chapter 8: Patellar Tilt‑Compression and the Excessive Lateral Pressure Syndrome (ELPS)


Diagnostic arthroscopy is extremely helpful in defining and quantitating articular damage in the patient who has patellofemoral disease. The initial arthroscopy, preceding lateral release, should rule out other intra‑articular pathology, quantitate and localize synovitis, correlate patellar tracking with radiographic findings, quantitate and characterize articular lesions, and rule out loose bodies elsewhere in the knee.

The surgeon may choose then to perform an arthroscopic lateral retinacular release, if this is the selected procedure. We prefer to make a short 3‑ to 4‑cm long incision immediately adjacent to the lateral patella. A nerve stimulator may be placed on the femoral nerve proximally to stimulate a quadriceps contraction under anesthesia and thereby simulate dynamic patellar tracking. The lateral retinaculum and synovium are incised with a scalpel under direct vision, and particular care is taken to release the lateral retinaculum completely, including the distal patellotibial band and the proximal epicondylopatellar band. Additionally, the author has found that partial release of any tight retropatellar tendon fat pad while raising the lateral edge of the patella is helpful. This helps divert the lateral release at this level away from the lateral meniscus and assures that any minor component of infrapatellar contracture is released. Particular care is taken to avoid the lateral meniscus. To be most effective, the lateral release should extend all the way distal to the level of the tibial tubercle (36). The vastus lateralis obliquus (VLO) of Hallisey (see Chapter 1) is released then with Mayo scissors along the fatty plane that separates it from the main vastus lateralis tendon. Care is taken to avoid the main tendon of the vastus lateralis. The procedure, when performed this way, permits release of both static and dynamic lateral patellar supports and enables the surgeon to evert the patella 90 degrees such that open debridement or arthroplasty may be undertaken selectively, taking care to preserve intact articular cartilage wherever possible. One should assure that a complete release has been achieved (37). If the surgeon has defined a consistently painful segment of the lateral retinaculum, this portion may be excised and sent for histologic examination with Gomori's trichrome stain (3), with the intent of looking for small nerve injury in the lateral retinaculum. Through the short incision, the surgeon can achieve excellent hemostasis, and postoperative hemarthrosis becomes unlikely. It is our impression that this short lateral incision introduces no significant morbidity when compared with arthroscopic lateral release, and technical accuracy, including release of the VLO and hemostasis, can be maximized.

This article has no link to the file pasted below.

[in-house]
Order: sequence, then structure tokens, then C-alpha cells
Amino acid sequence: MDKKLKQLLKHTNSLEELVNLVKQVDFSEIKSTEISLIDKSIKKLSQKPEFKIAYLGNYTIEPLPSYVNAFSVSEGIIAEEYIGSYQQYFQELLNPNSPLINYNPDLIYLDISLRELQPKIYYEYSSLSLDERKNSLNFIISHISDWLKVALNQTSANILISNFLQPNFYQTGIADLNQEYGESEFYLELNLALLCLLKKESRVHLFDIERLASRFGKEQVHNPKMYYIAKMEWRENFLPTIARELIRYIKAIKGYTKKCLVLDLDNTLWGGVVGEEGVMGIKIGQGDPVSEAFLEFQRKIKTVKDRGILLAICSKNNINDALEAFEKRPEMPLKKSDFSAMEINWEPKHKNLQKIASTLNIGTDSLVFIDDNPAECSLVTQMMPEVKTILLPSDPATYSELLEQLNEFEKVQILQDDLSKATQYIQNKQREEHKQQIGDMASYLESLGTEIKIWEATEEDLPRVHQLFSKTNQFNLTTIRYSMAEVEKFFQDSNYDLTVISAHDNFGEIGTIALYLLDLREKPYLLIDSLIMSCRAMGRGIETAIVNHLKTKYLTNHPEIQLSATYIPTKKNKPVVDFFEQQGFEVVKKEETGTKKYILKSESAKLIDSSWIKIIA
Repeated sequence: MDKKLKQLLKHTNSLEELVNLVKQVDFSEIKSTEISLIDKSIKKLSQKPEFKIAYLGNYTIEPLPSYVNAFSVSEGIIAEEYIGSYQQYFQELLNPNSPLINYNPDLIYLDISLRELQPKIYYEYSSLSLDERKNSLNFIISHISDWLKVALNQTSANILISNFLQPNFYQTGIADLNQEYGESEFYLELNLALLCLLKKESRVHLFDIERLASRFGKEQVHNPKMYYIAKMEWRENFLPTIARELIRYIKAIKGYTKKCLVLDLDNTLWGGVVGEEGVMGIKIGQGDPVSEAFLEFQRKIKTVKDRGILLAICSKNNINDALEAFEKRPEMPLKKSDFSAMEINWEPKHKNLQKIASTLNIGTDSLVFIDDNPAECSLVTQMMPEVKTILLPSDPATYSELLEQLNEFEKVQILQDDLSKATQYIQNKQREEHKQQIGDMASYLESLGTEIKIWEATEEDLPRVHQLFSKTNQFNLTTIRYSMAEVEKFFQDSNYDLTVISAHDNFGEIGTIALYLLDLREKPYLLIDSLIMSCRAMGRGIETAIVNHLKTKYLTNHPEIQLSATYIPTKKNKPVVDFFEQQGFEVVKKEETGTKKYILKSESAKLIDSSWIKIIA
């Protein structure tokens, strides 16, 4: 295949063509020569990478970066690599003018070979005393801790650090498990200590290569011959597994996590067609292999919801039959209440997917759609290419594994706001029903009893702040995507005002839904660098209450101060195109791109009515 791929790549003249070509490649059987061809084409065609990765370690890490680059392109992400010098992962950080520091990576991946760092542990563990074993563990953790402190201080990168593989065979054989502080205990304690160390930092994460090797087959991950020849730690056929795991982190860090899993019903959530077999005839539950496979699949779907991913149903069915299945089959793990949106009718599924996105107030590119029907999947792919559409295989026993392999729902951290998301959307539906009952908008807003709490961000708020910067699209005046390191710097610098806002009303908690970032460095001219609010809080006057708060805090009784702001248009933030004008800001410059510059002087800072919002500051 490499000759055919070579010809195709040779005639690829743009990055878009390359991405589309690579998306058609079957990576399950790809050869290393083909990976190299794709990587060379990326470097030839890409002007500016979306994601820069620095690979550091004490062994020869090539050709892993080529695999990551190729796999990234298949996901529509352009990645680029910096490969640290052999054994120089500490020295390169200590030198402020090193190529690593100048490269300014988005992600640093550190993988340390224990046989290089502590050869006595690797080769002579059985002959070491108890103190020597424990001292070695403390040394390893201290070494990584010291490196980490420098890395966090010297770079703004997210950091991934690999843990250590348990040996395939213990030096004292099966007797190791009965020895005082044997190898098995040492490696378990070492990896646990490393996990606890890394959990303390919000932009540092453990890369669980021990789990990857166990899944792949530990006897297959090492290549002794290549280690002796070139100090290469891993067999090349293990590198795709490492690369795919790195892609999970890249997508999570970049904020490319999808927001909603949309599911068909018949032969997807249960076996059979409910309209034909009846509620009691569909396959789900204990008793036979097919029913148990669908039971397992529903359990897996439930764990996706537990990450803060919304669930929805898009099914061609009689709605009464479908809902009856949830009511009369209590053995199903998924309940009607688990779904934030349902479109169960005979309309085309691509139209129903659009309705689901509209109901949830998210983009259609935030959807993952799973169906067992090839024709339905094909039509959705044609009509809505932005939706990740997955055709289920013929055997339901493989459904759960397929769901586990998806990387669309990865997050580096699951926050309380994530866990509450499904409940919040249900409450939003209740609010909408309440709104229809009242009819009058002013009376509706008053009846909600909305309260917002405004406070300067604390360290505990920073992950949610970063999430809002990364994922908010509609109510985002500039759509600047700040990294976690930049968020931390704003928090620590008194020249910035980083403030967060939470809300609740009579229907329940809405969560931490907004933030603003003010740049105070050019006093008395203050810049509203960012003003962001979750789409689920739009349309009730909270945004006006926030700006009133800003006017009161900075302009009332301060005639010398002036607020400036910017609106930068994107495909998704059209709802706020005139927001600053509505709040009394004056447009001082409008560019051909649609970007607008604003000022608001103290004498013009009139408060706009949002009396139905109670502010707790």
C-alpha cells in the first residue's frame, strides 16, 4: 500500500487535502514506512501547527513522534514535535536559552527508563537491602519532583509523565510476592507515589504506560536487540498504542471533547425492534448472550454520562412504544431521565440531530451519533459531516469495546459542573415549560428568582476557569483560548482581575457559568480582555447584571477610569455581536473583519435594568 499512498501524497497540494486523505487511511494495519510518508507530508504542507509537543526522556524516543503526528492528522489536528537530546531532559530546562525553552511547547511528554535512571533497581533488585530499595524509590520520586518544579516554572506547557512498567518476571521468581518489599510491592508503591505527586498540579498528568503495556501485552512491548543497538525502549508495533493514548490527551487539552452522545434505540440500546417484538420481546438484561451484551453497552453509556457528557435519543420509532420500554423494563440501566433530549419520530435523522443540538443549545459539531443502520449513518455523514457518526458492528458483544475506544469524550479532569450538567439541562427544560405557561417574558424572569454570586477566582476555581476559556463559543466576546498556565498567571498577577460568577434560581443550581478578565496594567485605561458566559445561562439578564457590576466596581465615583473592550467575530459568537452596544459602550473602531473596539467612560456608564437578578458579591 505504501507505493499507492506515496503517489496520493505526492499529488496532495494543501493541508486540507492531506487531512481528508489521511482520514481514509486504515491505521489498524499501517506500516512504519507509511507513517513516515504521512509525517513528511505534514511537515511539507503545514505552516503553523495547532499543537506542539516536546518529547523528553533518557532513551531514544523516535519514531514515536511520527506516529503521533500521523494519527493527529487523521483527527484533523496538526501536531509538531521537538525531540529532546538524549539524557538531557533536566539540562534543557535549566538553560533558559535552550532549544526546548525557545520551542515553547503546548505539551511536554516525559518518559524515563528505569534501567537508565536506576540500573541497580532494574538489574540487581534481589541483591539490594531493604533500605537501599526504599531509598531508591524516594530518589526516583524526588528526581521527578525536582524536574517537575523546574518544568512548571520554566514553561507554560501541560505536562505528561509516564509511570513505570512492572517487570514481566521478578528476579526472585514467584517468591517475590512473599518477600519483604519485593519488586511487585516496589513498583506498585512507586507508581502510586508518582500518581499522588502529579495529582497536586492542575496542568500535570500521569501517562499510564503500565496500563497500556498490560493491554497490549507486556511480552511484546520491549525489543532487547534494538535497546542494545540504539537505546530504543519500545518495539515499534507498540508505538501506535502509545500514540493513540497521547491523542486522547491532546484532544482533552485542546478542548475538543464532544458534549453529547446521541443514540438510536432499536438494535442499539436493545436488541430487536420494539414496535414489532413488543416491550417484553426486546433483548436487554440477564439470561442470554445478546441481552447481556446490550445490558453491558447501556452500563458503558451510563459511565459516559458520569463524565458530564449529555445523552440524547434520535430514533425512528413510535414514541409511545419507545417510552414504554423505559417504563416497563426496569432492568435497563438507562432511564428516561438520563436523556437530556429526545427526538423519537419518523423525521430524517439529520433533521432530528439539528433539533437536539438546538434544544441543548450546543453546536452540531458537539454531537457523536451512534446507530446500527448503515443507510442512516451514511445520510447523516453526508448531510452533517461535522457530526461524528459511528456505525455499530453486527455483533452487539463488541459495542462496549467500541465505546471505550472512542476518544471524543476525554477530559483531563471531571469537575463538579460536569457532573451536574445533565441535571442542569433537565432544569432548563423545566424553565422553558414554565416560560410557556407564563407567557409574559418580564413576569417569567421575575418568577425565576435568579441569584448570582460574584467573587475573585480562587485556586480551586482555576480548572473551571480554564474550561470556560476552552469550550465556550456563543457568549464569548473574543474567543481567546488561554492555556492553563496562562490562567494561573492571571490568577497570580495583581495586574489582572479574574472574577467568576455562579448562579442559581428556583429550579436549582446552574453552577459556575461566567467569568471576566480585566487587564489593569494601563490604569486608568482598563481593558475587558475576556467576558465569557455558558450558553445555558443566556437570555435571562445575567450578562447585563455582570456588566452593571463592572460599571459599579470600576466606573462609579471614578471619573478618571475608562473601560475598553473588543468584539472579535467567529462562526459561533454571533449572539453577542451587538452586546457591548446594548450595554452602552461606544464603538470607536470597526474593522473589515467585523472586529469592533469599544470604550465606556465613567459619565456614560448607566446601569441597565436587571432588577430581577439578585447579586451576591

After release, patellar tracking may be observed passively and actively using femoral nerve stimulation by the anesthesiologist. The subcutaneous tissue and skin are closed, and a compressive wrap is applied, after which motion and weightbearing are started immediately.

Complications of Lateral Retinacular Release

Busch and DeHaven (38) have reviewed the "pitfalls" of lateral retinacular release. Although this procedure will work well for the majority of patients with persistent pain associated with tilt and less severe articular degeneration, Ogilvie‑Harris and Jackson (39) have noted that results are not as good when there is more advanced patellar arthrosis.

Hemarthrosis is the most common complication of lateral release. This usually resolves after aspiration of the knee, but occasionally one may need to open the lateral peripatellar region to coagulate an arterial bleeder.

Hughston and Deese (40) have pointed out that medial subluxation may complicate lateral release. It is important to recognize this potential complication, but we have found that this rarely occurs if lateral release is done without releasing the main vastus lateralis tendon and the patient has documented prerelease lateral subluxation or tilt.

Other complications (41, 42) of lateral release include infection, deep venous thrombosis, prolonged weakness, reflex sympathetic dystrophy, dehiscence, and compensation‑related problems.






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